You’ll pick up so many items playing Baldur’s Gate 3 that you’ll regularly need to offload them. But when you make your way to a shopkeeper, you’ll be confronted by a ‘barter’ screen instead of a ‘trade’ one. If that’s got you a little confused, here’s the difference between barter and trade in Baldur’s Gate 3 (BG3) explained.
This Is the Difference Between Barter and Trade In BG 3
When you speak to a shopkeeper and ask to see their wares, you can choose to trade or barter. However, for some inexplicable reason, you’ll always be presented by the barter window first. To switch to the trade window, you have to click on the button on the top of the screen or, on a controller, tap the top bumper buttons.
Trade lets you buy and sell items using gold. There are two windows, your item window (showing your items and, further down, other NPCs items) and the shopkeeper’s item window. Click on any of your items and you’ll sell it for gold, which is added to your party’s gold pool. Click on any of the shopkeeper’s items and you’ll buy it with money from your gold pool. Nice and easy.
Barter mode looks similar but there are two extra vertical windows, your offer and trader’s offer. This mode lets you trade items for other items, instead of using gold. You drag an item or items from the trader’s inventory to the trader’s offer. Then, you drag items from your inventory and when both your offer and the trader’s offer are of equal value, you can complete the deal.
Hang on. Equal value? So there’s no haggling? None whatsoever. If the items you’re trying to offload are worth even a gold coin less, the trader will refuse your offer.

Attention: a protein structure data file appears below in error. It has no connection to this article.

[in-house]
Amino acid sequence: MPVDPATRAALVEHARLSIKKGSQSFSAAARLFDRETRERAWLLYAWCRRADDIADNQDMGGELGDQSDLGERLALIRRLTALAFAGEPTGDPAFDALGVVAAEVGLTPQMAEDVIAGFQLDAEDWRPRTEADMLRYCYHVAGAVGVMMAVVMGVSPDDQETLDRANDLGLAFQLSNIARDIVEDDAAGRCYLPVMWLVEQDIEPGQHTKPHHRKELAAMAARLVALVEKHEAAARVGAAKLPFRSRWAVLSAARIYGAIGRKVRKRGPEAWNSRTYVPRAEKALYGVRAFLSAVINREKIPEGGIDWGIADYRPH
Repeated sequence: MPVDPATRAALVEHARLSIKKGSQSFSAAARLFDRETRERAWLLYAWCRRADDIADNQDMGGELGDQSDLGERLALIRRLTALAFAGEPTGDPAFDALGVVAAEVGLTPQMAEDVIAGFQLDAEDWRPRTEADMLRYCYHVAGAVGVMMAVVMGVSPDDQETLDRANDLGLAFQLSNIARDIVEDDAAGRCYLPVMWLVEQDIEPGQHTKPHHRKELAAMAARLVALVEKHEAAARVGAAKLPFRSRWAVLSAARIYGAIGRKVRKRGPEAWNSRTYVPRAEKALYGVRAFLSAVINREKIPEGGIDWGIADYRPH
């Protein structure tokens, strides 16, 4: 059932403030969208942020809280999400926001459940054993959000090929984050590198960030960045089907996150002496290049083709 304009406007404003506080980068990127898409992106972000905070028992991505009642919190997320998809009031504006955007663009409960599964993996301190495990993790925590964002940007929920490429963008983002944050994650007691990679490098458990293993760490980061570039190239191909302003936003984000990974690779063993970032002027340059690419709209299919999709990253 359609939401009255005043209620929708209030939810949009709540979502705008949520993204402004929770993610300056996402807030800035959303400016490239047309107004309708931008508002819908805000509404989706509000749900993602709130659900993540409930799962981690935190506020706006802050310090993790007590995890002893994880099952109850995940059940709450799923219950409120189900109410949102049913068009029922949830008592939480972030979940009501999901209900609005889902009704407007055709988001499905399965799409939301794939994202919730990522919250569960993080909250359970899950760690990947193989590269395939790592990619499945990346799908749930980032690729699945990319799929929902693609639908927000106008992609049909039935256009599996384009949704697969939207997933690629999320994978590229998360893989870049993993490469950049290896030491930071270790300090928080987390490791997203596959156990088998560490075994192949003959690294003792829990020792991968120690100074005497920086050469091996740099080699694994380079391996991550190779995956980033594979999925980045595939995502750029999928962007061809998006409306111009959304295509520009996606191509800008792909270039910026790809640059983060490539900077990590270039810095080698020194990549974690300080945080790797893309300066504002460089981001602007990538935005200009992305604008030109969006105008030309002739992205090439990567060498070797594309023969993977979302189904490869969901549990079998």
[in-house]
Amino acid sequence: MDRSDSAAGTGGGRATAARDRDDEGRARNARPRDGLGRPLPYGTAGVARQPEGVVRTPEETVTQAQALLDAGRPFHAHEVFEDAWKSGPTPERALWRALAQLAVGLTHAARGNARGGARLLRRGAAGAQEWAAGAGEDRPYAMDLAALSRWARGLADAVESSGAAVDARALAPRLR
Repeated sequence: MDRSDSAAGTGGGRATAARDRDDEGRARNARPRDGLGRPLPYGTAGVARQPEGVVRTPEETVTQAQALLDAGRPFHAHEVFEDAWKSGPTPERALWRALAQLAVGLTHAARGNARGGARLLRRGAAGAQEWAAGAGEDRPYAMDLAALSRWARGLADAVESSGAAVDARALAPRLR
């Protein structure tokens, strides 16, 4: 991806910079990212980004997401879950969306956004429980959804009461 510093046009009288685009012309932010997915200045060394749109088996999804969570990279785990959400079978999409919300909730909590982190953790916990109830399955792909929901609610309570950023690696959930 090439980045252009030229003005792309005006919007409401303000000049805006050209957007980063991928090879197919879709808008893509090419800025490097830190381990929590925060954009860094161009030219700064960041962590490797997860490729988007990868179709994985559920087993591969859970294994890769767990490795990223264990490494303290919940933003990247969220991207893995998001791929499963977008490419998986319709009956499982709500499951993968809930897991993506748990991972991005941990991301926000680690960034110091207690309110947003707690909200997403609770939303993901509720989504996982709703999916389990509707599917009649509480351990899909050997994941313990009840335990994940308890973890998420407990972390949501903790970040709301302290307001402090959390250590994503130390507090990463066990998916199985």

If There’s No Haggling, What’s the Point of BG3’s Barter?
This is where it gets kind of daft. What you can do is add items to your offer, so that what you’re offering is worth more than what you’re getting in return. If you do that, the merchant’s approval will increase and it’ll lower the price of the items he trades and barters.
It’s a very strange way of doing things, though the one consolation is that you can throw a few skulls into the deal. They won’t be shifting those in a hurry, unless a coach trip of necromancers passes through. But it’s only worth it if you’re doing a lot of business with the trader, or you’re going to buy some big price items.
I’ve rarely actually used barter. It’s far more unwieldy than trade mode which lets you sell items in a matter of seconds. And that’s the difference between barter and trade in Baldur’s Gate 3 explained.
For more on BG3, check out our guides on how to respec your party members, as well as fixing any save bugs that might pop up. And if you’re just starting out, watch Destructoid’s excellent beginner’s guide to Baldur’s Gate 3.